I have to admit, sales and the process of selling both come pretty naturally to me – a fact that I’m incredibly grateful for, as these talents have helped me to build a career and grow the different businesses I’m involved in.
That said, when I tell people that I’m in sales, I invariably hear one reaction over and over again: “Oh, I couldn’t do that – I couldn’t handle the rejection!”
Here’s the thing… Rejection is something that we all have to deal with. Maybe you aren’t putting yourself on the line every day as you would in a sales career, but if you’ve ever been rejected by the hot girl or guy in the bar, been turned down admission to a school you wanted to attend or been told you couldn’t have the raise you felt you deserve, you’ve experienced rejection!
In fact, rejection is so common that I believe if you aren’t experiencing it on a regular basis, you’re doing something wrong by not taking enough risks!
Simply put, rejection occurs when you put yourself out there – when you ask somebody out, when you ask for something you really want at work or when you put yourself up for some major award or promotion. If you aren’t doing any of these things, you’re living a safe life. And while that might be fine in some situations, it’s sure as hell not going to help you experience success.
If you want to succeed, you have to get used to being rejected. It isn’t a fun thing to do – especially if you’ve grown up believing that failure is the worst thing that can happen to a person – but it’s hugely important if you want to reach new heights in your personal or professional life.
The following are just a few of the different ways you can learn to embrace rejection and the eventual success it helps to bring about:
Idea #1 – Reframe rejection in your mind
In a lot of ways, I think our current education system does students a huge disadvantage by enforcing the idea that failure is always bad. Students today are constantly pressured to succeed (even if that’s measured as something as arbitrary as standardized test performance) and reminded that failing will lead to a host of negative life consequences (as in, living in a van down by the river).
The problem with this black-and-white way of thinking is that failure – when used appropriately – can actually represent a tremendous learning opportunity. When we fail, we have the chance to figure out where we went wrong and how we can change things in the future – that is, if we’re given the opportunity to do so. If we’re constantly berated for making mistakes, it’s no wonder that we begin to fear failure and rejection.
The key to getting out of this harmful mindset is to reframe your way of thinking about rejection. Instead of beating yourself up, learn to recognize that failures can be powerful ways to improve – but only if we learn to let go of self-flagellation and embrace the new opportunities that rejections can represent.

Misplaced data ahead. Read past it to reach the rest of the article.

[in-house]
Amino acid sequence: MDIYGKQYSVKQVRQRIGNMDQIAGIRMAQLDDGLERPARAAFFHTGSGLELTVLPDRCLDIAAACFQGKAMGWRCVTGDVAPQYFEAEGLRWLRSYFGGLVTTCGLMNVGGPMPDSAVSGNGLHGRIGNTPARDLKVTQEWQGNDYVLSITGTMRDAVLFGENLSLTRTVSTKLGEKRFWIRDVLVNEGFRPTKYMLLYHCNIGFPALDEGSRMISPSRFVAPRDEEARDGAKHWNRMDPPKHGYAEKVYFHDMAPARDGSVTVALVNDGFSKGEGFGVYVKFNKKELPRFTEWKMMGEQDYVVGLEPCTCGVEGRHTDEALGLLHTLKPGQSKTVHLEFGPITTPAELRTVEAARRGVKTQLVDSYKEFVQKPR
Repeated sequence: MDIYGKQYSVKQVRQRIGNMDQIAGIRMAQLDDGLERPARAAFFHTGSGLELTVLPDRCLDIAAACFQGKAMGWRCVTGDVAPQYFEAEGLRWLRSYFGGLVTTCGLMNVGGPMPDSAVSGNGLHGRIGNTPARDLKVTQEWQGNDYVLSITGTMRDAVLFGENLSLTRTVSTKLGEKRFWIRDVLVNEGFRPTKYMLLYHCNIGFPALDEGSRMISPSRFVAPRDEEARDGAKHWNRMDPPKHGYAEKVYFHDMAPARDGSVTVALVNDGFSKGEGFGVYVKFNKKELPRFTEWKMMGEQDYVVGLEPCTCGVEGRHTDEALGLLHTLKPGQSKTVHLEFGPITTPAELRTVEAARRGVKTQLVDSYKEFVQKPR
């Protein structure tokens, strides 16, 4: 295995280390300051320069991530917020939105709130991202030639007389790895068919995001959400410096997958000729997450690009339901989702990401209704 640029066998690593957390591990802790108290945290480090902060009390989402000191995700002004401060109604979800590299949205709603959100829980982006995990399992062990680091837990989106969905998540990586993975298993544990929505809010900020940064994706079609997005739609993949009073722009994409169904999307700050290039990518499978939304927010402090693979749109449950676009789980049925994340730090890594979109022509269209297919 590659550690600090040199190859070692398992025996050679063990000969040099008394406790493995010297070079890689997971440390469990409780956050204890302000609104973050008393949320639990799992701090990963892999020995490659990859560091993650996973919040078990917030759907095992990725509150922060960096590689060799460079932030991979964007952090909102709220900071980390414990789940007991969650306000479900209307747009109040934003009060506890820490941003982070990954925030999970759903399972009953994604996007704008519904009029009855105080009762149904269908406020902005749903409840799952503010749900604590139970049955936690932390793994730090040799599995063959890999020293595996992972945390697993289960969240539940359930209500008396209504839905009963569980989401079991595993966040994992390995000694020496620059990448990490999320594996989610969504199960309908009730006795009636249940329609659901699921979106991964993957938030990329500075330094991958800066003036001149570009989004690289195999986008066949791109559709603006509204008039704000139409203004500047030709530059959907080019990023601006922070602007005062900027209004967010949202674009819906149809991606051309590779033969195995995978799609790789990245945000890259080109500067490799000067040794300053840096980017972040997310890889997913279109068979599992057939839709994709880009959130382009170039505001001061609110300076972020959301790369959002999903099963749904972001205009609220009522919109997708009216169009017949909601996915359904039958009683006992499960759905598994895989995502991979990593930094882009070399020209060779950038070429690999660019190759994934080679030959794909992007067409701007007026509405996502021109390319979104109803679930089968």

Idea #2 – Ask yourself, “What’s the worst that could happen?”
Of course, the thought of learning to embrace rejection is one that’s easy to imagine, but much harder to put into practice.
If you’re having trouble seeing the upside of a past or future rejection, ask yourself, “What’s the worst that could happen?” Odds are, it’s not as bad as you think…
Say you go after a major sales prospect at work and wind up not getting the contract. You haven’t failed on some epic level – in fact, chances are your life hasn’t changed much at all. You might not be getting a big, fat commission check, but nobody’s going to come tear the roof from over your head because you weren’t able to close this single sale.
Idea #3 – Actively seek out ways to be rejected
As with so many other things in life, the best way to practice reframing rejection in your mind and extrapolating future harm scenarios is to practice!
If you want to level up your ability to confront rejection like a boss, you’ve got to get out there and seek it out. When you hit the bar with your friends, work your best lines on the “Perfect 10” sitting next to you. Ask salespeople to give you unprecedented perks when buying major items like cars and appliances. Try getting restaurant chefs to serve you entirely unique meals that aren’t listed on their menus.
Really, the possibilities are endless. By making an effort to actively seek out rejection, you’ll learn that it’s truly no big deal to fail from time to time (although you might also be surprised by how willing people are to help you out with your requests). And once you’ve learned how to diminish the power that rejection holds over your life, you’ll find yourself taking more chances and experiencing more success than ever before.
So now, I want to hear from you… What’s the biggest rejection you’ve ever experienced and how did you handle it? Share your responses in the comments section below: